Hank Aaron is known as one of the best power hitters of all-time in Major League Baseball. Over the course of his 23-year baseball career, he hit 755 home runs. This statistic, along with his fielding ability, landed him in the Baseball Hall of Fame in his first year of eligibility.
Sadly, Hank Aaron passed away in January of this year. However, he will always be remembered in the sport of baseball for crushing home runs. The longest home run of his career was recorded at 470 feet. However, the shortest home run he ever hit never left the ballpark.
On May 10, 1967, in his fourteenth career season, Aaron hit an inside-the-park home run. The homer came against the Philadelphia Phillies. The opposing pitcher was Jim Bunning, another Hall of Fame baseball player. Even though the Braves lost the game 4-3, his home run will never be forgotten.
In the eighth inning, with a teammate on first base and down 3-1 in the ball game, Aaron stepped up to the plate. The outfielder drove the Bunning pitch to deep center field, making the Phillies center fielder chase back. The ball carried 400 feet away from home plate. When the relay throw finally came to home plate, Hank Aaron had already crossed home plate. This was home run No. 448.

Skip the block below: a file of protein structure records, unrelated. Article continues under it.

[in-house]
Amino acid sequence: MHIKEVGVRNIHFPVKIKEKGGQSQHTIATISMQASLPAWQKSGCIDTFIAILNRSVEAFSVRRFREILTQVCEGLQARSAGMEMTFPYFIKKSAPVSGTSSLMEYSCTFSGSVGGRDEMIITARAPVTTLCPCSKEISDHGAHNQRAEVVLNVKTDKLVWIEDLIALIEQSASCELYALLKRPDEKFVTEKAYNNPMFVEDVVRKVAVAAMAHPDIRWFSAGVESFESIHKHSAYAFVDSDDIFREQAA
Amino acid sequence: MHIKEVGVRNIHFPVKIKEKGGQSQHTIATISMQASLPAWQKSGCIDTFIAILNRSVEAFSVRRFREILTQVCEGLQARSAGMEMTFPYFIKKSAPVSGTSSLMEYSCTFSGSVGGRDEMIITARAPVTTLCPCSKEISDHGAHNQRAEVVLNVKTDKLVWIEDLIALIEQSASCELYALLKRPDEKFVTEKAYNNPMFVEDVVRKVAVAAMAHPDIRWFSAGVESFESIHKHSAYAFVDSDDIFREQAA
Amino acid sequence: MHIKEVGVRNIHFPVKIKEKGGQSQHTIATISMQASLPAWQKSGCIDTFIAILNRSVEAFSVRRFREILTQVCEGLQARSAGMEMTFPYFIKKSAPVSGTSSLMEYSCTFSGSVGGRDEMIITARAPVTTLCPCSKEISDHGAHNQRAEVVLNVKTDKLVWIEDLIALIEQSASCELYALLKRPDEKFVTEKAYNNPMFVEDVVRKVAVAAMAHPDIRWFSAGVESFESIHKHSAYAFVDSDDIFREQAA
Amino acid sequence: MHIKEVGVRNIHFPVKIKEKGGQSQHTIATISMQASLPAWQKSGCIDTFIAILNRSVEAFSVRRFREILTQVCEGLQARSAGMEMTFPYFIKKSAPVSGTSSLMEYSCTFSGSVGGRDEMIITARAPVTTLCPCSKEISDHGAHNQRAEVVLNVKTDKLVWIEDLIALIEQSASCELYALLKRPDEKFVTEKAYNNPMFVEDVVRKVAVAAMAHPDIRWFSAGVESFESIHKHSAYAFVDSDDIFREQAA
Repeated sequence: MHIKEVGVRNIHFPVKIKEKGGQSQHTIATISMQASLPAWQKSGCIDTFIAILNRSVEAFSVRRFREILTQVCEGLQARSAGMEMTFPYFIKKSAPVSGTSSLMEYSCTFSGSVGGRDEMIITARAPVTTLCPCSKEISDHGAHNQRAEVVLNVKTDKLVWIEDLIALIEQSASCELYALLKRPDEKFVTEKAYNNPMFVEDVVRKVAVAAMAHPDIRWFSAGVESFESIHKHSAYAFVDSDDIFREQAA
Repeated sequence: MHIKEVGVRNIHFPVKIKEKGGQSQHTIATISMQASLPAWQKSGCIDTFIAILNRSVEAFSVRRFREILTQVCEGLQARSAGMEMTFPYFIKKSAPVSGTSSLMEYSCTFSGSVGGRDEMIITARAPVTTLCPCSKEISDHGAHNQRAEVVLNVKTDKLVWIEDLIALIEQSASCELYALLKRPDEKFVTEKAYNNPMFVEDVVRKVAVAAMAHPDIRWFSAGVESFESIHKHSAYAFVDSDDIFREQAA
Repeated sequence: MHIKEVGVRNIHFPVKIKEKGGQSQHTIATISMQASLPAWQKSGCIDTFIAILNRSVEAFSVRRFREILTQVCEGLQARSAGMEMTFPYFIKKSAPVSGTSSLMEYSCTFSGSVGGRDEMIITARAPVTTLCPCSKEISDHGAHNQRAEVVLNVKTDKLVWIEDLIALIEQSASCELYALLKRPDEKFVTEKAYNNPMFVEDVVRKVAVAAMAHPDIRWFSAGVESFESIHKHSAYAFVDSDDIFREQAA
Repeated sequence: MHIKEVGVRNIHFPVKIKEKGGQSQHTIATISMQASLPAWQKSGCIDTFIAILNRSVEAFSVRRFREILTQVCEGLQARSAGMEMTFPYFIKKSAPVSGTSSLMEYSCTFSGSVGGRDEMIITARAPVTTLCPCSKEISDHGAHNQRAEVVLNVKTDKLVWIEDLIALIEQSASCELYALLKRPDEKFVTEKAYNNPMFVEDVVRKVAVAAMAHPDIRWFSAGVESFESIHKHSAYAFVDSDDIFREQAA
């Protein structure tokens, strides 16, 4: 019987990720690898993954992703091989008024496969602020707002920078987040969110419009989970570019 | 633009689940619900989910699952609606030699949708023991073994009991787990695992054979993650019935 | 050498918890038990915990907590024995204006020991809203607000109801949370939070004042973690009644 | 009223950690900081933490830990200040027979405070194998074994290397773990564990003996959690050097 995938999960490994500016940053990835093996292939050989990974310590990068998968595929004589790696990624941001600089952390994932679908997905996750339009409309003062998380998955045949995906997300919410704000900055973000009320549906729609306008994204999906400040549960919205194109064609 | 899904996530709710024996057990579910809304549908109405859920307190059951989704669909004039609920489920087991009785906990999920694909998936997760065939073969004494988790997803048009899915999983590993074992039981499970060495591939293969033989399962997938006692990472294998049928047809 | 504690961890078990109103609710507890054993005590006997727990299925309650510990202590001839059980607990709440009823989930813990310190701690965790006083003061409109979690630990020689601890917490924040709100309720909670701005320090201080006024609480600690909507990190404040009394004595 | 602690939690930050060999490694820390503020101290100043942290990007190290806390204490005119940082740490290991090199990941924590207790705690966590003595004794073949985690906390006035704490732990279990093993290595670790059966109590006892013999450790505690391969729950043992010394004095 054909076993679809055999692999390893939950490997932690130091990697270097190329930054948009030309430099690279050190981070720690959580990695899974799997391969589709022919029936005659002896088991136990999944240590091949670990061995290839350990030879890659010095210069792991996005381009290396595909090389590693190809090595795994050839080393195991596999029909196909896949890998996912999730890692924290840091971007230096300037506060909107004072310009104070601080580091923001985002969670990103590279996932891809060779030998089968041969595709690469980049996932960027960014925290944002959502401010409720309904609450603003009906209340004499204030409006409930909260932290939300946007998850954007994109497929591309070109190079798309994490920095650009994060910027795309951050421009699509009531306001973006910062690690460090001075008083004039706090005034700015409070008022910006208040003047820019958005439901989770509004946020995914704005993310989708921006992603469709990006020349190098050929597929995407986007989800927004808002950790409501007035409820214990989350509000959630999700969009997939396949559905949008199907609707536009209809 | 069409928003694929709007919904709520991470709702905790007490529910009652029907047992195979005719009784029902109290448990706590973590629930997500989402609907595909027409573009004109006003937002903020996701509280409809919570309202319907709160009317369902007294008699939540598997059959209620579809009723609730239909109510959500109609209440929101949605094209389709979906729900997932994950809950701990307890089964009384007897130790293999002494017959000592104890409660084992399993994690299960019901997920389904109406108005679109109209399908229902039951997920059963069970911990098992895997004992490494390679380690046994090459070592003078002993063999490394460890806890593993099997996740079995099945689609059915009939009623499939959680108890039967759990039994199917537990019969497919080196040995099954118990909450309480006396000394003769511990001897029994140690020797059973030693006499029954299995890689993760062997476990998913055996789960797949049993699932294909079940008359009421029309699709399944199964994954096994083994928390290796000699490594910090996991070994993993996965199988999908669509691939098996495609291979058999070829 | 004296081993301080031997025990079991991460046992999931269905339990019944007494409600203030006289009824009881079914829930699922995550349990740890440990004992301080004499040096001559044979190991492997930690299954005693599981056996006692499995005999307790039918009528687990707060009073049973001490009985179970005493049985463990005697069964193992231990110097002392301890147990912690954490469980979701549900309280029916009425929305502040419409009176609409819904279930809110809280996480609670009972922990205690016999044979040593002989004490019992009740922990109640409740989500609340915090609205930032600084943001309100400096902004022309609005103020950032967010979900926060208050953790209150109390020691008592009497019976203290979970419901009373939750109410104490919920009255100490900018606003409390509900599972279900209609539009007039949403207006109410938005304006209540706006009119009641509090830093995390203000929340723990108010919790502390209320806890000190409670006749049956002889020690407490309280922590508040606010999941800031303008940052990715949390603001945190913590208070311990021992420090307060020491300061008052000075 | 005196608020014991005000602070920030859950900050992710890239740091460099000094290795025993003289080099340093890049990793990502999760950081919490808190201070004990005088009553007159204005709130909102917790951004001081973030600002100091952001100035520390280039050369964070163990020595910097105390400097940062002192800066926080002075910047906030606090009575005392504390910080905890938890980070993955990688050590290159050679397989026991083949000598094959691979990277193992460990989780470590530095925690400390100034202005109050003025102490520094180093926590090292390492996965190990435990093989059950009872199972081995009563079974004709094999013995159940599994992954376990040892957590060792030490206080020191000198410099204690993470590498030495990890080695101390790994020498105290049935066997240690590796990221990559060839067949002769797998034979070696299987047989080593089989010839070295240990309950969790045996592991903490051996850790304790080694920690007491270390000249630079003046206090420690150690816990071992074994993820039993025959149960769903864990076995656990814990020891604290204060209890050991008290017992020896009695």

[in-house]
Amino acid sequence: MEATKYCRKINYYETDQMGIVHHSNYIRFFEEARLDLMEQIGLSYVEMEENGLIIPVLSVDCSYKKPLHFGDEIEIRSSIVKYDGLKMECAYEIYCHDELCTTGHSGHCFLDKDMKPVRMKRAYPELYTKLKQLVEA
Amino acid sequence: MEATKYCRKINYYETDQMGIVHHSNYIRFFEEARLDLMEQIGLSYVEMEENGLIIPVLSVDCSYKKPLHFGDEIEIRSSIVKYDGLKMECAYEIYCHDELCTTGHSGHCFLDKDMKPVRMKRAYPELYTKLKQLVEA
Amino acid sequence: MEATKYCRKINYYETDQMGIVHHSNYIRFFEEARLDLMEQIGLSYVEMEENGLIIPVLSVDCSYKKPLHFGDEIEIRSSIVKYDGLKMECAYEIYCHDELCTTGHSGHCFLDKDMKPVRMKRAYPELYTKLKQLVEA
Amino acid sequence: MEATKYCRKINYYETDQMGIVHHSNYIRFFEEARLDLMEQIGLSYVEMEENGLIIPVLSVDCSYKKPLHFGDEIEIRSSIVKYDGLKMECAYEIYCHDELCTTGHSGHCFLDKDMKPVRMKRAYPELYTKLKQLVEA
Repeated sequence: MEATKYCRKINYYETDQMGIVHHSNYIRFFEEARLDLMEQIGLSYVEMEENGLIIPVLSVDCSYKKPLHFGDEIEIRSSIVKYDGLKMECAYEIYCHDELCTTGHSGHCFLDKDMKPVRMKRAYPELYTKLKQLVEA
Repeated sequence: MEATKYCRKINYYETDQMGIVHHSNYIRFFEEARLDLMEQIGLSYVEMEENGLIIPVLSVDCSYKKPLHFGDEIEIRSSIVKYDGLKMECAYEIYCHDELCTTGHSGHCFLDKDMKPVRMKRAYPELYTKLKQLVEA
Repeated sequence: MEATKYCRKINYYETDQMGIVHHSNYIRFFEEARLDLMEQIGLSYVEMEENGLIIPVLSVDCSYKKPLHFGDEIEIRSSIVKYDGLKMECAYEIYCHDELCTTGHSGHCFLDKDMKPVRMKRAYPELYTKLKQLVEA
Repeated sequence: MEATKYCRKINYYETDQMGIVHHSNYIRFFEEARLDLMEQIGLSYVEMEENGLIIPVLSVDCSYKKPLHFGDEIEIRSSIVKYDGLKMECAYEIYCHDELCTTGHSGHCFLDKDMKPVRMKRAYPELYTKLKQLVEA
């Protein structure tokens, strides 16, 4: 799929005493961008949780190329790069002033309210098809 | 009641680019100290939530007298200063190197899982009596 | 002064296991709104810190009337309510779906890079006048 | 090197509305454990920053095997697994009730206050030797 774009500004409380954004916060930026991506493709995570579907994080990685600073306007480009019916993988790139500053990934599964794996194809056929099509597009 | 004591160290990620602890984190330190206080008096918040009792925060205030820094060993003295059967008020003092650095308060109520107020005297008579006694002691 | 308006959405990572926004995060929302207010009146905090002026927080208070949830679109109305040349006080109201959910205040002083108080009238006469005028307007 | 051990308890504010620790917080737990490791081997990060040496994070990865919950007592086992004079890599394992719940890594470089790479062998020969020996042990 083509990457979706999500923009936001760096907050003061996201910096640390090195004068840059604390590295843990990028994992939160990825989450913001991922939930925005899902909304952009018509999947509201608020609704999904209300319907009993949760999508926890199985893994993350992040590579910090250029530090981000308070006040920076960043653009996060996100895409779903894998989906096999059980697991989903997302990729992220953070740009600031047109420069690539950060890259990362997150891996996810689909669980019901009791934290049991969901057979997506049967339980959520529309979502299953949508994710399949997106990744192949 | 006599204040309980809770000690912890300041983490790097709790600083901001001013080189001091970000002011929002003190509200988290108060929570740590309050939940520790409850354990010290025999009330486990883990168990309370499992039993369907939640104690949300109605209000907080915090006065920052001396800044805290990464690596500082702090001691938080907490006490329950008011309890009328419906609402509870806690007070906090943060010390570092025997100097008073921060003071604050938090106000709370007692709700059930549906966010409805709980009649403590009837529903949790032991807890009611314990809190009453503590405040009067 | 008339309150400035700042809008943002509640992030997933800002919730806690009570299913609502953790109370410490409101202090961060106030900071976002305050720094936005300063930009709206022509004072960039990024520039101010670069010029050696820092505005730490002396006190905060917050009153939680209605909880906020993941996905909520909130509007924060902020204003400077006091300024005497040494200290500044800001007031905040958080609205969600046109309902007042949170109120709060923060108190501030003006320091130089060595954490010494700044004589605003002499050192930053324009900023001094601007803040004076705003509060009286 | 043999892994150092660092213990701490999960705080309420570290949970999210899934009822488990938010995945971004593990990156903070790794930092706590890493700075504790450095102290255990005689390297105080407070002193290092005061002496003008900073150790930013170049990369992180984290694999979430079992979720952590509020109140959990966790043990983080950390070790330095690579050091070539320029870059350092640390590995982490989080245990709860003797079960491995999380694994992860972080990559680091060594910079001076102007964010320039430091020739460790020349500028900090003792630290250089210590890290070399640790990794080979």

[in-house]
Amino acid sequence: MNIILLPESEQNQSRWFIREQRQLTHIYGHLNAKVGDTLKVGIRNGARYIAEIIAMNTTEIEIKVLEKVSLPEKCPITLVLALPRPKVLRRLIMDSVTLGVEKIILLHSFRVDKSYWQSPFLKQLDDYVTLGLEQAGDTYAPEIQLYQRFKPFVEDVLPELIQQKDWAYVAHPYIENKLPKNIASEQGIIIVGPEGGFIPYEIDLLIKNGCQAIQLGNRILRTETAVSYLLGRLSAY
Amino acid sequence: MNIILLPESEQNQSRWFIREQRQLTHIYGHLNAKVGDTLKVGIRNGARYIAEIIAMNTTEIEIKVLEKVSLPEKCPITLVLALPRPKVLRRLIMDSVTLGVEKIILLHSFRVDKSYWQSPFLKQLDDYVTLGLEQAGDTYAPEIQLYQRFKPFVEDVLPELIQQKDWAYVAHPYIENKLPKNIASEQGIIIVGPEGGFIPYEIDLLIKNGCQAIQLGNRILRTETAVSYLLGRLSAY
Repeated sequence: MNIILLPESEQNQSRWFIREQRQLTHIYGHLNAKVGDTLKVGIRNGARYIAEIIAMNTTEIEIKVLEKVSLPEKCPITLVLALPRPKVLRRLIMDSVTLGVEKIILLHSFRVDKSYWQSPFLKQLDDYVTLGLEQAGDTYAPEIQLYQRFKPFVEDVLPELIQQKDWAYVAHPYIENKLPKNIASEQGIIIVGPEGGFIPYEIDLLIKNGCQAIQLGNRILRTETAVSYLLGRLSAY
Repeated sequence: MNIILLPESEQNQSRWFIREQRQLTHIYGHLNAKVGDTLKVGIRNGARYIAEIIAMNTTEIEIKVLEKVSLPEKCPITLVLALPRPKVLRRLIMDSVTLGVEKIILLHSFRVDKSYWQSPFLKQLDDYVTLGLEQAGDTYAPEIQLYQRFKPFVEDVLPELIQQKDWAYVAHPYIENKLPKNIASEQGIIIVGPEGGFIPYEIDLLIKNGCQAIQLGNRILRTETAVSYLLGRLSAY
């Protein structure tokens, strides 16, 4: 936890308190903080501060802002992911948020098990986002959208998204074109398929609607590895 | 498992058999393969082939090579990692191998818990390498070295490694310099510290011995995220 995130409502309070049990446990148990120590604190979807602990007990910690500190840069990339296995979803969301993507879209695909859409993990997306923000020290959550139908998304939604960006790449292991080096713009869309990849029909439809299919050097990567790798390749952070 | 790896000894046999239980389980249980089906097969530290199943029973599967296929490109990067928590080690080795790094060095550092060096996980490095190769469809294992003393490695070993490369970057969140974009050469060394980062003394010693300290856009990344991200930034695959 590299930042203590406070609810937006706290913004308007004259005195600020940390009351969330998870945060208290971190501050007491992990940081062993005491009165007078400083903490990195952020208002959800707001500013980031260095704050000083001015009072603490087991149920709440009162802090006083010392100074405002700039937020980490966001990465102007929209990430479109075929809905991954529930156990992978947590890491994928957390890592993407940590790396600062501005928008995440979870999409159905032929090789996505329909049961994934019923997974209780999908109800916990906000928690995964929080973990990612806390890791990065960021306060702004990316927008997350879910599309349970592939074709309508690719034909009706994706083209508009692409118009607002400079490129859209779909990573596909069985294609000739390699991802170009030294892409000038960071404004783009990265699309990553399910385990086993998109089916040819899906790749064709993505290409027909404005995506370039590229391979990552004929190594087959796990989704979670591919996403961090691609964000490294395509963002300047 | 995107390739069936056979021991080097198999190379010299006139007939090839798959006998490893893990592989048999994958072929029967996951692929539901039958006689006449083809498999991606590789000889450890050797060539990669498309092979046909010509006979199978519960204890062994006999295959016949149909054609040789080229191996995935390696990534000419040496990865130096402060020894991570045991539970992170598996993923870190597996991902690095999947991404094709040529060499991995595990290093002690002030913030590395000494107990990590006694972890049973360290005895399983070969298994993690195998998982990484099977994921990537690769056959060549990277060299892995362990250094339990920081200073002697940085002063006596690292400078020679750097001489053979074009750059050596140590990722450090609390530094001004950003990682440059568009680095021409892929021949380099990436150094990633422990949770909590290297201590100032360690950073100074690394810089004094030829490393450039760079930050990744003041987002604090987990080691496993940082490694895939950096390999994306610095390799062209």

At the end of the 1976 MLB season, he led the National League (NL) with 39 home runs. Officially, this put him at 481 home runs in his career. However, that year he finished in fifth place in the NL Most Valuable Player Award voting.
Hank Aaron Had A Truly Marvelous 23-Year Major League Baseball Career
In 1968, the Braves outfielder hit his 500th career home run. In 1974, on opening day, Hank Aaron hit home run No. 714, which tied him with the legendary Babe Ruth. Just three days later, he hit home run No. 715 – a magical moment for baseball.
When his career was over, he talked about his mentality about batting. “My motto was always to keep swinging. Whether I was in a slump or feeling badly or having trouble off the field, the only thing to do was keep swinging.”
Hank Aaron was known for his incredible power, but he also had incredible speed. During his career, he collected 240 stolen bases.
Hank Aaron was a part of one World Series Championship team, the 1957 Atlanta Braves. In that postseason, he hit .393 with 3 home runs, 7 RBI’s, and had 11 hits. Consequently, he helped his team beat the New York Yankees that year.